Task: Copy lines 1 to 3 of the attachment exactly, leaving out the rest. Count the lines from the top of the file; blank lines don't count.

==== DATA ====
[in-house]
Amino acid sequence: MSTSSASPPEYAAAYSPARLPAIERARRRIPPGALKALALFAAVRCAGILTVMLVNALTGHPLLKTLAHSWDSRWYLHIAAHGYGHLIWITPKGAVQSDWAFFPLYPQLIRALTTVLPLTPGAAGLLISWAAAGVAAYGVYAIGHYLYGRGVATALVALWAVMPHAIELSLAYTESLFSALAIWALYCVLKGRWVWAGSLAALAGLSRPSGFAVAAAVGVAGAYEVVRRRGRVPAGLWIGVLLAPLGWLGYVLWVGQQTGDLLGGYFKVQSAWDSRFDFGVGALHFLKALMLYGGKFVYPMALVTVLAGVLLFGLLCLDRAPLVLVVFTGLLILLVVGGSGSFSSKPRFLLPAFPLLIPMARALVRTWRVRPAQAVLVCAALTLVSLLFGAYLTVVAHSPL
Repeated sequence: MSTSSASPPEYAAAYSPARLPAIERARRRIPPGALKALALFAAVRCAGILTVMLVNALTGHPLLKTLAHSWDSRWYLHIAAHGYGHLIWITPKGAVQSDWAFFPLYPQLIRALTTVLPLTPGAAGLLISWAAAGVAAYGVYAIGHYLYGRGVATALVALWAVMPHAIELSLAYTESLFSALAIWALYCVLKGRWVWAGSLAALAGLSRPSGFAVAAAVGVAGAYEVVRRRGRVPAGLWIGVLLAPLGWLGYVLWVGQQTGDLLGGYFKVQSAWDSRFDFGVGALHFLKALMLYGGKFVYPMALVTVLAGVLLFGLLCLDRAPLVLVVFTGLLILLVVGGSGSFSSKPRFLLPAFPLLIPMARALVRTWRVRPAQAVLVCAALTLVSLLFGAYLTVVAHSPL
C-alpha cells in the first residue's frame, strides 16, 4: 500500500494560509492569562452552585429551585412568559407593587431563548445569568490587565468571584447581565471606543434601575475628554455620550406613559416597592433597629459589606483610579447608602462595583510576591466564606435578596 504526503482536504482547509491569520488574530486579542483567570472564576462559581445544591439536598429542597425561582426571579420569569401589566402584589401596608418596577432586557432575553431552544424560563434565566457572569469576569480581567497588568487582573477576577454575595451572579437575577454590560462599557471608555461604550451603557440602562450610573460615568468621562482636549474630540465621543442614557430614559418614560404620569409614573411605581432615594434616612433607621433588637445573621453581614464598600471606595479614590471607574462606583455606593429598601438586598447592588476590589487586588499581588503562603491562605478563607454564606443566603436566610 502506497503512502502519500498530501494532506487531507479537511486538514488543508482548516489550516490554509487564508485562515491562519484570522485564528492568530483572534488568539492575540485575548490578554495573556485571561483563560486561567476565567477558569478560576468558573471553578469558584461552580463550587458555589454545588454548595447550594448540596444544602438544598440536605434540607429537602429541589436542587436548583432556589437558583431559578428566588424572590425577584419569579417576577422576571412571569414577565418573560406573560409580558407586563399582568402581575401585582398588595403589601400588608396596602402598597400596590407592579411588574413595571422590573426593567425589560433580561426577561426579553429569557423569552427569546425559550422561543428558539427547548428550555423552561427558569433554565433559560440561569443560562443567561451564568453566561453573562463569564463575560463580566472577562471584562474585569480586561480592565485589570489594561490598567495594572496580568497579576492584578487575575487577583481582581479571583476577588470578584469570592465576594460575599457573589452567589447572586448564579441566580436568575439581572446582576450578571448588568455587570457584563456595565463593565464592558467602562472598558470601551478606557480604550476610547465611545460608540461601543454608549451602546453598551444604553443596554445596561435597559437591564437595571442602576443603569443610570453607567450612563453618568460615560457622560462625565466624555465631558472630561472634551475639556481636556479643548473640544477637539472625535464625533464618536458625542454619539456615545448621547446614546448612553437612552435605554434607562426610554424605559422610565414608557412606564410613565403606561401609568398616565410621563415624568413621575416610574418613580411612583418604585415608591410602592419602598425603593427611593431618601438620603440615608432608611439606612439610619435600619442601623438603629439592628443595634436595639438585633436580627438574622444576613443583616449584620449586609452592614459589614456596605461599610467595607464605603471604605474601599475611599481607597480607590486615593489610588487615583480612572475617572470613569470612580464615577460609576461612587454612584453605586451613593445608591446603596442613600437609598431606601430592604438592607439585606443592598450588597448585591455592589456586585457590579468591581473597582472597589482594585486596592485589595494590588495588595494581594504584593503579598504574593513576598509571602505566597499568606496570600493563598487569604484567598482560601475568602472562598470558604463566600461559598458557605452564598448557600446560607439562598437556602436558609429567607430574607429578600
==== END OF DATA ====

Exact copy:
[in-house]
Amino acid sequence: MSTSSASPPEYAAAYSPARLPAIERARRRIPPGALKALALFAAVRCAGILTVMLVNALTGHPLLKTLAHSWDSRWYLHIAAHGYGHLIWITPKGAVQSDWAFFPLYPQLIRALTTVLPLTPGAAGLLISWAAAGVAAYGVYAIGHYLYGRGVATALVALWAVMPHAIELSLAYTESLFSALAIWALYCVLKGRWVWAGSLAALAGLSRPSGFAVAAAVGVAGAYEVVRRRGRVPAGLWIGVLLAPLGWLGYVLWVGQQTGDLLGGYFKVQSAWDSRFDFGVGALHFLKALMLYGGKFVYPMALVTVLAGVLLFGLLCLDRAPLVLVVFTGLLILLVVGGSGSFSSKPRFLLPAFPLLIPMARALVRTWRVRPAQAVLVCAALTLVSLLFGAYLTVVAHSPL
Repeated sequence: MSTSSASPPEYAAAYSPARLPAIERARRRIPPGALKALALFAAVRCAGILTVMLVNALTGHPLLKTLAHSWDSRWYLHIAAHGYGHLIWITPKGAVQSDWAFFPLYPQLIRALTTVLPLTPGAAGLLISWAAAGVAAYGVYAIGHYLYGRGVATALVALWAVMPHAIELSLAYTESLFSALAIWALYCVLKGRWVWAGSLAALAGLSRPSGFAVAAAVGVAGAYEVVRRRGRVPAGLWIGVLLAPLGWLGYVLWVGQQTGDLLGGYFKVQSAWDSRFDFGVGALHFLKALMLYGGKFVYPMALVTVLAGVLLFGLLCLDRAPLVLVVFTGLLILLVVGGSGSFSSKPRFLLPAFPLLIPMARALVRTWRVRPAQAVLVCAALTLVSLLFGAYLTVVAHSPL